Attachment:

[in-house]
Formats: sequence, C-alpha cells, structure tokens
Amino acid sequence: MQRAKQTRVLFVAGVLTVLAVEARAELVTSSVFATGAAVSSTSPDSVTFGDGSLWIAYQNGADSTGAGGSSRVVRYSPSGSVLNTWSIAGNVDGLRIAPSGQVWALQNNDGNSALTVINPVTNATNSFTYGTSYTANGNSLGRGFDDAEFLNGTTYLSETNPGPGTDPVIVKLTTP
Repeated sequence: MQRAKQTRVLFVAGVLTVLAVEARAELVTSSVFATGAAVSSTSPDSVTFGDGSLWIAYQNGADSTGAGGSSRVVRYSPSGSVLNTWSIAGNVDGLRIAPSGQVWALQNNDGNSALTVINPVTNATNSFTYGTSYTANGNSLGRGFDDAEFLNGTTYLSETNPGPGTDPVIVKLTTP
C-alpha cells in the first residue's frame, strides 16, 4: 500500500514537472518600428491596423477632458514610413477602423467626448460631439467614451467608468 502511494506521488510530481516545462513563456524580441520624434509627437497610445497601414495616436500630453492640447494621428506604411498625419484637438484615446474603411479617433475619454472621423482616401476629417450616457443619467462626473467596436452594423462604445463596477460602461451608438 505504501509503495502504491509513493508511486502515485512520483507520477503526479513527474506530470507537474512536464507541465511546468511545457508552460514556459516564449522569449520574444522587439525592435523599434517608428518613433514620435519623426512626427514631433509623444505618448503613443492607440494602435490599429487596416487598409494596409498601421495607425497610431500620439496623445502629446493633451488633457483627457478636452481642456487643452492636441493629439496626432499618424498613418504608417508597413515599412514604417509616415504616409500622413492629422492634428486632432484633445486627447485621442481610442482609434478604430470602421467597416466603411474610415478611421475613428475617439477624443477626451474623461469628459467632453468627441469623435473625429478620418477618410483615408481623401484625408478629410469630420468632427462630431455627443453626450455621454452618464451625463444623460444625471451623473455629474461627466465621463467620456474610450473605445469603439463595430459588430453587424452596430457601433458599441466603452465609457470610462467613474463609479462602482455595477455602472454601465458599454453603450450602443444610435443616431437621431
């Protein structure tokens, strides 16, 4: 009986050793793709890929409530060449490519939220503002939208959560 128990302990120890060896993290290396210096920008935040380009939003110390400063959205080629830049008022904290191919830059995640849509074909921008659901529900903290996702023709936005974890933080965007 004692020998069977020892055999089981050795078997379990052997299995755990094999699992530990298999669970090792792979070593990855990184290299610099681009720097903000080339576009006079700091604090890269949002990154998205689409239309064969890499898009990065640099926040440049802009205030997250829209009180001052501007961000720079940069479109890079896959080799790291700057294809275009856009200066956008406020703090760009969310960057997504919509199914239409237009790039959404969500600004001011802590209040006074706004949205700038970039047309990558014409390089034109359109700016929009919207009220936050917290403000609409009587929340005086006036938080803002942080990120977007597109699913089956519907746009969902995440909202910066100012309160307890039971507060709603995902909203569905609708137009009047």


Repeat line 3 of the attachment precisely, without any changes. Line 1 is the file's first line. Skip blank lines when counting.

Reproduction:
Amino acid sequence: MQRAKQTRVLFVAGVLTVLAVEARAELVTSSVFATGAAVSSTSPDSVTFGDGSLWIAYQNGADSTGAGGSSRVVRYSPSGSVLNTWSIAGNVDGLRIAPSGQVWALQNNDGNSALTVINPVTNATNSFTYGTSYTANGNSLGRGFDDAEFLNGTTYLSETNPGPGTDPVIVKLTTP